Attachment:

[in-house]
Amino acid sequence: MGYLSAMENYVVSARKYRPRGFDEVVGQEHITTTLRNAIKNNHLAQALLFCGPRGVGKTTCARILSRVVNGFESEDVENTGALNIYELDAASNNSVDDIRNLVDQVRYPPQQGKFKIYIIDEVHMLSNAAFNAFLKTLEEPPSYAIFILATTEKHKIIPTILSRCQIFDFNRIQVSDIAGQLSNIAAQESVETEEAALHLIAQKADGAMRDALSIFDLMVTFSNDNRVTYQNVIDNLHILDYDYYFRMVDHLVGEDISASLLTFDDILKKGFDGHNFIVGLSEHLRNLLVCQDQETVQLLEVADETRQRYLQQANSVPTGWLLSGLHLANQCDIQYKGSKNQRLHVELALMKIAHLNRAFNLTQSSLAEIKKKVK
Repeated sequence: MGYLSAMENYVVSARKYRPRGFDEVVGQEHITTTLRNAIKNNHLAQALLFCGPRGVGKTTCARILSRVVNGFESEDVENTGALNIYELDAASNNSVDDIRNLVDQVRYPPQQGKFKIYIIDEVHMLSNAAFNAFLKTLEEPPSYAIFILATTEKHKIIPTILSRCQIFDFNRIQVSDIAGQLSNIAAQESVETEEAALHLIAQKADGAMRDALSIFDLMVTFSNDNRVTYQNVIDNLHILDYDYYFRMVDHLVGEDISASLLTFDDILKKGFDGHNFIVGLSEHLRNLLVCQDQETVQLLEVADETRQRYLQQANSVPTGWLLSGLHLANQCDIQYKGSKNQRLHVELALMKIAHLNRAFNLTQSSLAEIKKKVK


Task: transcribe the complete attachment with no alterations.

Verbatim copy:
[in-house]
Amino acid sequence: MGYLSAMENYVVSARKYRPRGFDEVVGQEHITTTLRNAIKNNHLAQALLFCGPRGVGKTTCARILSRVVNGFESEDVENTGALNIYELDAASNNSVDDIRNLVDQVRYPPQQGKFKIYIIDEVHMLSNAAFNAFLKTLEEPPSYAIFILATTEKHKIIPTILSRCQIFDFNRIQVSDIAGQLSNIAAQESVETEEAALHLIAQKADGAMRDALSIFDLMVTFSNDNRVTYQNVIDNLHILDYDYYFRMVDHLVGEDISASLLTFDDILKKGFDGHNFIVGLSEHLRNLLVCQDQETVQLLEVADETRQRYLQQANSVPTGWLLSGLHLANQCDIQYKGSKNQRLHVELALMKIAHLNRAFNLTQSSLAEIKKKVK
Repeated sequence: MGYLSAMENYVVSARKYRPRGFDEVVGQEHITTTLRNAIKNNHLAQALLFCGPRGVGKTTCARILSRVVNGFESEDVENTGALNIYELDAASNNSVDDIRNLVDQVRYPPQQGKFKIYIIDEVHMLSNAAFNAFLKTLEEPPSYAIFILATTEKHKIIPTILSRCQIFDFNRIQVSDIAGQLSNIAAQESVETEEAALHLIAQKADGAMRDALSIFDLMVTFSNDNRVTYQNVIDNLHILDYDYYFRMVDHLVGEDISASLLTFDDILKKGFDGHNFIVGLSEHLRNLLVCQDQETVQLLEVADETRQRYLQQANSVPTGWLLSGLHLANQCDIQYKGSKNQRLHVELALMKIAHLNRAFNLTQSSLAEIKKKVK